Stress and high blood pressure: divorce increases the risk of high blood pressure and heart attack

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Stess and high boold pressure isn’t a great combination. Divorcees, especially women, suffer a higher risk of heart attack and hypertension, in comparison to people of the same age who are married. This is due to an elevated stress level that favors hypertension.

The stress of divorce is therefore a factor for cardiovascular risk comparable to the pain caused by the death of a loved one. This is shown in a Duke University study carried out on 15 thousand people and published in Circulation magazine.

The study, carried out between 1992 and 2010, showed that about one in three people had been through at least one divorce, and that divorced women had a 24% higher risk of heart attack than those who had remained married. The risk was as much as 77% higher for women who had been through multiple divorces. Divorce appeared to have negative effects on men too, although not as severe as on women. In fact, those who had been through one divorce had a 10% increase in risk of having a heart attack, while those who had been through multiple divorces had a 30% increase in risk. Linda George, one of the researchers involved in the study, explained that this risk is similar to that caused by hypertension or diabetes. For those who re-married, the increase in risk was marginally reduced in women, and eliminated entirely in men.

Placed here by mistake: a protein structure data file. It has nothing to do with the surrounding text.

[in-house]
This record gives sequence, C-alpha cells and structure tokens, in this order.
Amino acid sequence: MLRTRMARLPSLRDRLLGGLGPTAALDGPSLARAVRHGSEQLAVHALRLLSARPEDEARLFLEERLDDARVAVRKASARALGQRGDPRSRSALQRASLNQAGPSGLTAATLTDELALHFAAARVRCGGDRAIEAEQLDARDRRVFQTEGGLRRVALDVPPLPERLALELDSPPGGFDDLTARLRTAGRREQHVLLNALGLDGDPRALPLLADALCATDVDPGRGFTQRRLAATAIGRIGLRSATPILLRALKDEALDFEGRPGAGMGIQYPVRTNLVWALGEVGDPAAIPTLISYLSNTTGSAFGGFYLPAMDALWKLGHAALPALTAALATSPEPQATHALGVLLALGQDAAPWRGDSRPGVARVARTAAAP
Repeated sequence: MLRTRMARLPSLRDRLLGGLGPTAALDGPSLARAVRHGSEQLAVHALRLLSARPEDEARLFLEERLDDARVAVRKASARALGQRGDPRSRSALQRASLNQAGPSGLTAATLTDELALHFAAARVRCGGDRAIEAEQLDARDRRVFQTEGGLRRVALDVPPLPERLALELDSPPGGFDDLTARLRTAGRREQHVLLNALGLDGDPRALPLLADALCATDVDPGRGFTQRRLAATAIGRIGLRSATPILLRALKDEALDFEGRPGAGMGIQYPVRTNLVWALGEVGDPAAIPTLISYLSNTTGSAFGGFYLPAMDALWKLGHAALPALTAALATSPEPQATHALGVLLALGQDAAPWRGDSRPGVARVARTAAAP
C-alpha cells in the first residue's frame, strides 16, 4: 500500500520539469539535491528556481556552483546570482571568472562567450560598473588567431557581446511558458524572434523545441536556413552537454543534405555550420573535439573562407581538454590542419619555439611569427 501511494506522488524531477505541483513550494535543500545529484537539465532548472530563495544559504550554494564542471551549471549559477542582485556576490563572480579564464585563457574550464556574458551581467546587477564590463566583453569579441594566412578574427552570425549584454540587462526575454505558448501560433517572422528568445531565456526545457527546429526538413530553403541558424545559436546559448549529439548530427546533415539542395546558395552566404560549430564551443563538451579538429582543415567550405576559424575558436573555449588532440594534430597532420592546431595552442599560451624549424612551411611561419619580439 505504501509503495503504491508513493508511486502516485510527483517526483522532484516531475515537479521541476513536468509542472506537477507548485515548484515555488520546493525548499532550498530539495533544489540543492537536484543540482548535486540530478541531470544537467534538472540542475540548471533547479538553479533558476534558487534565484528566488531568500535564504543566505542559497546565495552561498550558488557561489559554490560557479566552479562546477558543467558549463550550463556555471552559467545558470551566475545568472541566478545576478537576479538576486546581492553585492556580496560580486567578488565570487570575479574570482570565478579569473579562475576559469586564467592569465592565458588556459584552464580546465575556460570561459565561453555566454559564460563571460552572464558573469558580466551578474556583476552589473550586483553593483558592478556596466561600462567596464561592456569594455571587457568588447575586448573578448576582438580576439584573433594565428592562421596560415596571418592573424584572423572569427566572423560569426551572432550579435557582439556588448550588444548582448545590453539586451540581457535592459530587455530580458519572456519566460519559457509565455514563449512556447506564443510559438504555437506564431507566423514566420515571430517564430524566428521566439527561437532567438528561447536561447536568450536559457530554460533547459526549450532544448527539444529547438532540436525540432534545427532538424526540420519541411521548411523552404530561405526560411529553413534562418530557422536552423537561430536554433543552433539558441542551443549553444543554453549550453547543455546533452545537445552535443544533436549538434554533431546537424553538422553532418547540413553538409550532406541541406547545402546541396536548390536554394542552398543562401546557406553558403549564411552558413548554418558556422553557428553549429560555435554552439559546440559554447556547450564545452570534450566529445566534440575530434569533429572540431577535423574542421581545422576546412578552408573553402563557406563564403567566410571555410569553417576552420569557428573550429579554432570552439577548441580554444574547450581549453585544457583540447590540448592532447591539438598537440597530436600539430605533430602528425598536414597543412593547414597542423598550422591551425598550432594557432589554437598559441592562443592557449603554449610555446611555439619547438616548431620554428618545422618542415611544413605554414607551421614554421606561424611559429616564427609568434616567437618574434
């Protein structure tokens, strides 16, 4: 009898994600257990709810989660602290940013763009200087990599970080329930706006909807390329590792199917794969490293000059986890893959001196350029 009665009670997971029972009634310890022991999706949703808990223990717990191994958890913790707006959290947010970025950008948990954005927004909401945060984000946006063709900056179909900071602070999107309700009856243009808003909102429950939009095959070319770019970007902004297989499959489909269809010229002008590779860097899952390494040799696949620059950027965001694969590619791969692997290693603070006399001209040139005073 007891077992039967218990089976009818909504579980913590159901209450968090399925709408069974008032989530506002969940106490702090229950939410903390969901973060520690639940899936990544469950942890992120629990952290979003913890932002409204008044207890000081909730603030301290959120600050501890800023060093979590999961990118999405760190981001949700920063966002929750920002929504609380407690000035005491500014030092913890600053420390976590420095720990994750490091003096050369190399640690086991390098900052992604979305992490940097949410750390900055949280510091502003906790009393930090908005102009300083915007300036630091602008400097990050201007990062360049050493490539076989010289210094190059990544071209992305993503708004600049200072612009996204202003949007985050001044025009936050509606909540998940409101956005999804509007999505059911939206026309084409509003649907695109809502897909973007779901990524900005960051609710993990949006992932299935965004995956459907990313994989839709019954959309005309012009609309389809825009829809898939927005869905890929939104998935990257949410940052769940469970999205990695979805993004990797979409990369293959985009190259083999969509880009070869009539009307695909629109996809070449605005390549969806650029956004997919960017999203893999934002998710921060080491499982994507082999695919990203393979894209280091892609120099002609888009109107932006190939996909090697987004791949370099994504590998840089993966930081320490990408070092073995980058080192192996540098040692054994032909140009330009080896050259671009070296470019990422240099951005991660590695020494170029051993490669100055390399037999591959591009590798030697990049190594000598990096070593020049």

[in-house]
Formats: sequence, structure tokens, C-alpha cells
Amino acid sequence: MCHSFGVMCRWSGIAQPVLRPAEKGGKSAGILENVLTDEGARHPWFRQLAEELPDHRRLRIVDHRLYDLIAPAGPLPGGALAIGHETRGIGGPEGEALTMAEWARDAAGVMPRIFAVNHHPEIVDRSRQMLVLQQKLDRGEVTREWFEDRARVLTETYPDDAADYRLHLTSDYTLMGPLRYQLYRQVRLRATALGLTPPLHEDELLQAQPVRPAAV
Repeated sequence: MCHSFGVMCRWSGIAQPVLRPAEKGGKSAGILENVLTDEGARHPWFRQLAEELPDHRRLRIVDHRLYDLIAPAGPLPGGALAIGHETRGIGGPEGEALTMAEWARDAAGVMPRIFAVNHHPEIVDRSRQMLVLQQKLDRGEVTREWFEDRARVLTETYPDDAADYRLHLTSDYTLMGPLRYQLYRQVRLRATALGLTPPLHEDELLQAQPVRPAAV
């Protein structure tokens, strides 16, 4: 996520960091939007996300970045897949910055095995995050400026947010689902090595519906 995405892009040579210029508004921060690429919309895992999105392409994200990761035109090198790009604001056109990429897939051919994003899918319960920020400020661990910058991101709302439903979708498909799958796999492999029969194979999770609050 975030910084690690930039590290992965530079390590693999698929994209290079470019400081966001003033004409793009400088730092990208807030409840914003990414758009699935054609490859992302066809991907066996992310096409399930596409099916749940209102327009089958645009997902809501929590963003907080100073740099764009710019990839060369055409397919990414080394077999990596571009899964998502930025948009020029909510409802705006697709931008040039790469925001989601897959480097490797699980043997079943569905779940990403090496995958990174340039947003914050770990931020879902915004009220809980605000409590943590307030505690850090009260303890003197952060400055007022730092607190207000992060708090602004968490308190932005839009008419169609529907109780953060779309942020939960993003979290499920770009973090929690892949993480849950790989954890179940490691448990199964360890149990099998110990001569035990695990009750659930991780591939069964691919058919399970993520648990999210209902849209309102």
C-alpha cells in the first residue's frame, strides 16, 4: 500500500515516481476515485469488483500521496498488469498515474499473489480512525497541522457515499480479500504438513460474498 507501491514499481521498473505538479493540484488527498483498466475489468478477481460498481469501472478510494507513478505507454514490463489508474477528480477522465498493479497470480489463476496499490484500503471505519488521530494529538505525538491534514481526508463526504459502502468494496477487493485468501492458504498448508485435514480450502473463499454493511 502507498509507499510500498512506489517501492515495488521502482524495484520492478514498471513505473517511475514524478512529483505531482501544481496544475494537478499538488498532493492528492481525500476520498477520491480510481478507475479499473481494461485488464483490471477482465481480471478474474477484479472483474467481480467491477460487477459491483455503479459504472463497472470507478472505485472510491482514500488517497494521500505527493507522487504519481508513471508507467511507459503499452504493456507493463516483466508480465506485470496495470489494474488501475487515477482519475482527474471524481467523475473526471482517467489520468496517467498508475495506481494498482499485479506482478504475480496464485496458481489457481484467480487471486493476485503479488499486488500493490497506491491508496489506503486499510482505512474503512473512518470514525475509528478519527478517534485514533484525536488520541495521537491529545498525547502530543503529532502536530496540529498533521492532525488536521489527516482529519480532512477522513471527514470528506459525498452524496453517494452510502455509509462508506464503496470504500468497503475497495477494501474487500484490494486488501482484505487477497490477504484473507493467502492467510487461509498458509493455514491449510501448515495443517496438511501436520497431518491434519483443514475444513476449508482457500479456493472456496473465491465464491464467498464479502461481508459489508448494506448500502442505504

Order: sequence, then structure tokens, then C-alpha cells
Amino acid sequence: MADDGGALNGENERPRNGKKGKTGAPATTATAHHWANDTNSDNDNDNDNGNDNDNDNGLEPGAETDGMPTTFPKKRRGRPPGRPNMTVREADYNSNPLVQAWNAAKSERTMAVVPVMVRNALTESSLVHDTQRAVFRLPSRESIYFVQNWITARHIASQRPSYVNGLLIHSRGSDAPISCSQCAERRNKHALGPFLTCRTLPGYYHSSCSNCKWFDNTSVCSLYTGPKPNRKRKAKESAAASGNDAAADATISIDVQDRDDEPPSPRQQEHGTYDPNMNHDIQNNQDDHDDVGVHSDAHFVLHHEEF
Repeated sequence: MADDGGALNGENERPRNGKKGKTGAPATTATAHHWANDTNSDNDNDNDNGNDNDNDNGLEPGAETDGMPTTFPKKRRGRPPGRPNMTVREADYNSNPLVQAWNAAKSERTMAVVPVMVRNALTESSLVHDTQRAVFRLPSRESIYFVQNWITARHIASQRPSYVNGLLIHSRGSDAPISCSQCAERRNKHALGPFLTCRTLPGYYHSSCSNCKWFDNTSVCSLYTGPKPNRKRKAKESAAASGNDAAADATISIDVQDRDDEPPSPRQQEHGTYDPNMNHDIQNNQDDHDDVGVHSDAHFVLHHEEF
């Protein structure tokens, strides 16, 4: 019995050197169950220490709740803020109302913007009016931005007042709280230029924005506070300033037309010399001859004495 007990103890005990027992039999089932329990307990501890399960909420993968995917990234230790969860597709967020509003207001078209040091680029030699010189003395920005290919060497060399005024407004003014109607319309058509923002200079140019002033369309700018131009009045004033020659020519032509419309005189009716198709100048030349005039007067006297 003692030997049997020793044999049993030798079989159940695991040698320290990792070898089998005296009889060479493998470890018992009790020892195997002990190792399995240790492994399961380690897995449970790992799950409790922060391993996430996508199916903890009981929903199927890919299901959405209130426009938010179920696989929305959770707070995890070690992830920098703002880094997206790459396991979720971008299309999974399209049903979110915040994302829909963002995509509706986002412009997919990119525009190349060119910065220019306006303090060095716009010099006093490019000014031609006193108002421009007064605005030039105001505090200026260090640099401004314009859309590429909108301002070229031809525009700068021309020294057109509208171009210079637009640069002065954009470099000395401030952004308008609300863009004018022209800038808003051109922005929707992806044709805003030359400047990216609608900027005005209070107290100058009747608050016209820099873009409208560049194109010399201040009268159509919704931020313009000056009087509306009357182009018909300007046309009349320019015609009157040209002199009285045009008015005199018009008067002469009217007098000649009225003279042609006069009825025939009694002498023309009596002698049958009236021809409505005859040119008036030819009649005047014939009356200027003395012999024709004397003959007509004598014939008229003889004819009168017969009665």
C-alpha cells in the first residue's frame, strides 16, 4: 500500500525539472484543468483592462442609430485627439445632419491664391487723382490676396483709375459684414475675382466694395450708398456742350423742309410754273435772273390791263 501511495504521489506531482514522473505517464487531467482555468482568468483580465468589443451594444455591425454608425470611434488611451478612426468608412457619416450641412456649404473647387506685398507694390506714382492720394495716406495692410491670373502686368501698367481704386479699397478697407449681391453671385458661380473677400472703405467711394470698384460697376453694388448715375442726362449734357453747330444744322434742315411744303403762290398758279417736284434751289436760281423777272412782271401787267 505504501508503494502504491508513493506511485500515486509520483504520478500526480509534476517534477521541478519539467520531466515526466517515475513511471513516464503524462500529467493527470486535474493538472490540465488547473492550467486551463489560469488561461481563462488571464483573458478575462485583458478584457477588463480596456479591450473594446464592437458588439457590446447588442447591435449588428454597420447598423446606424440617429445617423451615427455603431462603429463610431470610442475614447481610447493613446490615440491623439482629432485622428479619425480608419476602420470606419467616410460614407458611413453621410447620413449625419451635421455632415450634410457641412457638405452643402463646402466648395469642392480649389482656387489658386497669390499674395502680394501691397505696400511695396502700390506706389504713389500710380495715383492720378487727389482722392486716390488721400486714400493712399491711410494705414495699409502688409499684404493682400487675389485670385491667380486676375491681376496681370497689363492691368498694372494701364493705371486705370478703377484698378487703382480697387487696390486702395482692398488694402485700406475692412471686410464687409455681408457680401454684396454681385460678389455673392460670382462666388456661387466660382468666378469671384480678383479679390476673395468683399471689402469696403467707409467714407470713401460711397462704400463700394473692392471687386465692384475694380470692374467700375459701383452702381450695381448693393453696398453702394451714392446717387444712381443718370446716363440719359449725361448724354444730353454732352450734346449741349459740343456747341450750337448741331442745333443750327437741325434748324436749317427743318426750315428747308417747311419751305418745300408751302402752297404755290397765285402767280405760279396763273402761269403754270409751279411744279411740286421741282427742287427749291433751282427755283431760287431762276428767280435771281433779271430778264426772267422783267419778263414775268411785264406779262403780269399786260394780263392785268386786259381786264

Why? According to Linda George the reason is the psychological stress, which has an effect on the immune system, therefore increasing the level of inflammation and hormonal stress. This can have a physiological cost over the years. George concludes by explaining that divorce has a greater psychological effect on women than men, visible in the rates of depression. If medication can reduce the risk caused by hypertension, then what can help with the pain caused by divorce? According to the study, the best way is to rely on support from close friends and loved ones.

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